I was about to ask a question like this:

I just accidentally stabbed myself in the finger with a very sharp knife; when referring to the knife directly, is it more correct to say: "the knife stabbed it" or "the knife stabbed me". That is, should I refer to a collective me including the finger, or to the finger itself as a singular entity?

However, when beginning to formulate the question, I realised I don't actually know that the word for "it" is in grammatical terms. Doesn't anyone know what it is, specifically?

I tried googling but googling for 'definition of it' doesn't actually produce a single term, and 'term for it' just yields a large number of unrelated results.

I'm not going to ask the original question because when I think about it the answer is kinda obvious.

p.s. does anyone know how to get blood-stains out of a keyboard?


It is a pronoun, and it's impersonal, so you could refer to it as "the impersonal pronoun 'it'" if you wanted.


  • 3
    Actually, it's the neuter pronoun "it". – John Lawler Jun 1 '16 at 14:19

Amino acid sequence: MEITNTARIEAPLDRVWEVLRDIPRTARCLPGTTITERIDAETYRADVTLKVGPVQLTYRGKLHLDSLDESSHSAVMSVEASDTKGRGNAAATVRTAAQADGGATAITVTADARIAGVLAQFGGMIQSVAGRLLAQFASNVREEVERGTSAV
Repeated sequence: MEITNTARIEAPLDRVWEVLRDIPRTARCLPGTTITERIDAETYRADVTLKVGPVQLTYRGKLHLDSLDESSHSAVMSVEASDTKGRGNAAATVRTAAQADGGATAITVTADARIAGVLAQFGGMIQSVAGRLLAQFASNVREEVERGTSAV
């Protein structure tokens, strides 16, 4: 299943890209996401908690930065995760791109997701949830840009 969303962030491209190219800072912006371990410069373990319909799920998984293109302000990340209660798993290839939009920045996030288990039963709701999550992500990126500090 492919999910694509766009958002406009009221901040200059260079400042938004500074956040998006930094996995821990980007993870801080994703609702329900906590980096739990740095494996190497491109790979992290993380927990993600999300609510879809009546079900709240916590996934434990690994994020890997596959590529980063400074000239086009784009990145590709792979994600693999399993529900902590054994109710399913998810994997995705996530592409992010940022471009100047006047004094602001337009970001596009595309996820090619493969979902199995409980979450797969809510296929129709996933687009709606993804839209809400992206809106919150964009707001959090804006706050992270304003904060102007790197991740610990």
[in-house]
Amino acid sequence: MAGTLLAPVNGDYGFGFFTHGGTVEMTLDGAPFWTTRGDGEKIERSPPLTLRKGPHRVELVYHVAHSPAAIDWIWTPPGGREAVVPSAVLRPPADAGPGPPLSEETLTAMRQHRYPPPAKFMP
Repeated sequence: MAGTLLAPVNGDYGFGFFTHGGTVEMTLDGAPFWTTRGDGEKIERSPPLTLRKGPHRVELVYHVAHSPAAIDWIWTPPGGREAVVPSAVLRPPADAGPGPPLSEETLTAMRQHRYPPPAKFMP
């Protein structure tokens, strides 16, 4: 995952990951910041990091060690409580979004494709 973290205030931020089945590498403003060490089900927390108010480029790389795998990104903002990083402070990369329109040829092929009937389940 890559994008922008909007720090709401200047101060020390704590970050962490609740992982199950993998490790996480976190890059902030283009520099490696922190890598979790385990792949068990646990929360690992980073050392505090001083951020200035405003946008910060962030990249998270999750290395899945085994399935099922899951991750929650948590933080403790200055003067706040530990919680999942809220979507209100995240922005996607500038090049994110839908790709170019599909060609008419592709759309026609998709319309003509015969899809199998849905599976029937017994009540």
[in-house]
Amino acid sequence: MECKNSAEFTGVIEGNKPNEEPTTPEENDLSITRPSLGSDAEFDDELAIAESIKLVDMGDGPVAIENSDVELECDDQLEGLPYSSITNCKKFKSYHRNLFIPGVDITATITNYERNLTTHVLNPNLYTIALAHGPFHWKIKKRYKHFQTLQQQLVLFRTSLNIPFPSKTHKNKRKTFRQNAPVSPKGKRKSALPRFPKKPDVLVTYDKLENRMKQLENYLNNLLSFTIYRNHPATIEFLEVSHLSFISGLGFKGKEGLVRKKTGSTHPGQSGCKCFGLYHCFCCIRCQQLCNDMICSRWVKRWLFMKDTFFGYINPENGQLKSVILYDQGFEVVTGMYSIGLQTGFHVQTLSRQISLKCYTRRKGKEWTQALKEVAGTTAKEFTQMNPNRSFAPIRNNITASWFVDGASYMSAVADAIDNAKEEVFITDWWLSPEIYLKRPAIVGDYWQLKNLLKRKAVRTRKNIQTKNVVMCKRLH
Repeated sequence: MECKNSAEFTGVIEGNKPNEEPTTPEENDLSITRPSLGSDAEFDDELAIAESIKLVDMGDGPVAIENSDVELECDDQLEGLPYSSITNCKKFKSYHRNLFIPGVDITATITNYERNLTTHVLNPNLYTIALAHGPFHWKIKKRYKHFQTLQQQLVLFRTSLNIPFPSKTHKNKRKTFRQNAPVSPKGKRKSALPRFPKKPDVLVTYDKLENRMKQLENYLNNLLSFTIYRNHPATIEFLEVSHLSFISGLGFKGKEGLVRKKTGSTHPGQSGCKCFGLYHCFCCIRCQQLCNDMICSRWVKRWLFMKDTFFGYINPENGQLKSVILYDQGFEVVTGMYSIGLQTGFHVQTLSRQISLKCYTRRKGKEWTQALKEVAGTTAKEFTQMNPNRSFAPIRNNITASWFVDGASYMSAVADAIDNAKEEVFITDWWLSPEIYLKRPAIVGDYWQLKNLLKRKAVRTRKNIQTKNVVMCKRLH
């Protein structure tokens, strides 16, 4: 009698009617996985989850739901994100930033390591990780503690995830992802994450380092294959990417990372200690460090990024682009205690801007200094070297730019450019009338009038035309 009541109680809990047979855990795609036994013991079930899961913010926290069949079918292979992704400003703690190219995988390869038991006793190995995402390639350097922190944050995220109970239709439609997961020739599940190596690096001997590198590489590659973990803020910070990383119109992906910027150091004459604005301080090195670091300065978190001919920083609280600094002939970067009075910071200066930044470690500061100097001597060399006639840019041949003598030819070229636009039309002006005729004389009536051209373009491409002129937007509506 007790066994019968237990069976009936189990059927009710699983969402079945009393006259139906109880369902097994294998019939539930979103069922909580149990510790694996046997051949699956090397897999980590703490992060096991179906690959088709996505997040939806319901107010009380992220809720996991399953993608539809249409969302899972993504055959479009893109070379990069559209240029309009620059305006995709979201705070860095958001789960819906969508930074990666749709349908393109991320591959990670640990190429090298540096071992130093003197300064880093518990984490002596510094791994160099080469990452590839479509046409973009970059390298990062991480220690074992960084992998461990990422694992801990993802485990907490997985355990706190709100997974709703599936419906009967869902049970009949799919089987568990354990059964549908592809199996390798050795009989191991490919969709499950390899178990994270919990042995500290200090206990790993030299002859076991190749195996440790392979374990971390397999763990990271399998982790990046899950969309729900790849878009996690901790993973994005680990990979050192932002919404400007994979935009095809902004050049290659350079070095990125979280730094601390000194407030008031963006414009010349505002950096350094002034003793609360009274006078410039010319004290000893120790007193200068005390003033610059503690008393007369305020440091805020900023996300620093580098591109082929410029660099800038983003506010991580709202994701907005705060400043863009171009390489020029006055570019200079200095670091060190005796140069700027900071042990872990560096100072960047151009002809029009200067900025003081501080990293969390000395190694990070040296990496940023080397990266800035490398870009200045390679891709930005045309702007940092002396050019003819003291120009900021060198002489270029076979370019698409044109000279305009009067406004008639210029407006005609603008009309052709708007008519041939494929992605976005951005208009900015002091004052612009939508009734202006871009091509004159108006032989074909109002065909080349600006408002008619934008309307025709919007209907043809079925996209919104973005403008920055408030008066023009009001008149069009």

• @JohnLawler that's interesting. Do you know why it's called neuter instead of impersonal? Or are both terms correct for different forms of it perhaps? – Peter David Carter Jun 1 '16 at 14:22
  • 2
    I wouldn't use "impersonal"; probably somebody thought it meant "not human" and added it to the list of meanings. No doubt it does mean that to some people, but not to most, and not to linguists. Neuter has a specific sense in terms of a gender system, but impersonal has to do with the lack of a human agent in certain constructions. – John Lawler Jun 1 '16 at 14:27
  • Is there evidence that common usage tends towards either impersonal or neuter in general? Or any evidence of consensus within a particular group you might be inclined to term linguists? – Peter David Carter Jun 1 '16 at 14:32
  • Are they different? "It's a table" is a neuter pronoun, as tables don't have genders in English; contrast with "it's raining", which uses an impersonal pronoun, because the it in question doesn't refer to any object or thing. oxfordlearnersdictionaries.com/definition/english/… – Prof Yaffle Jun 1 '16 at 14:56

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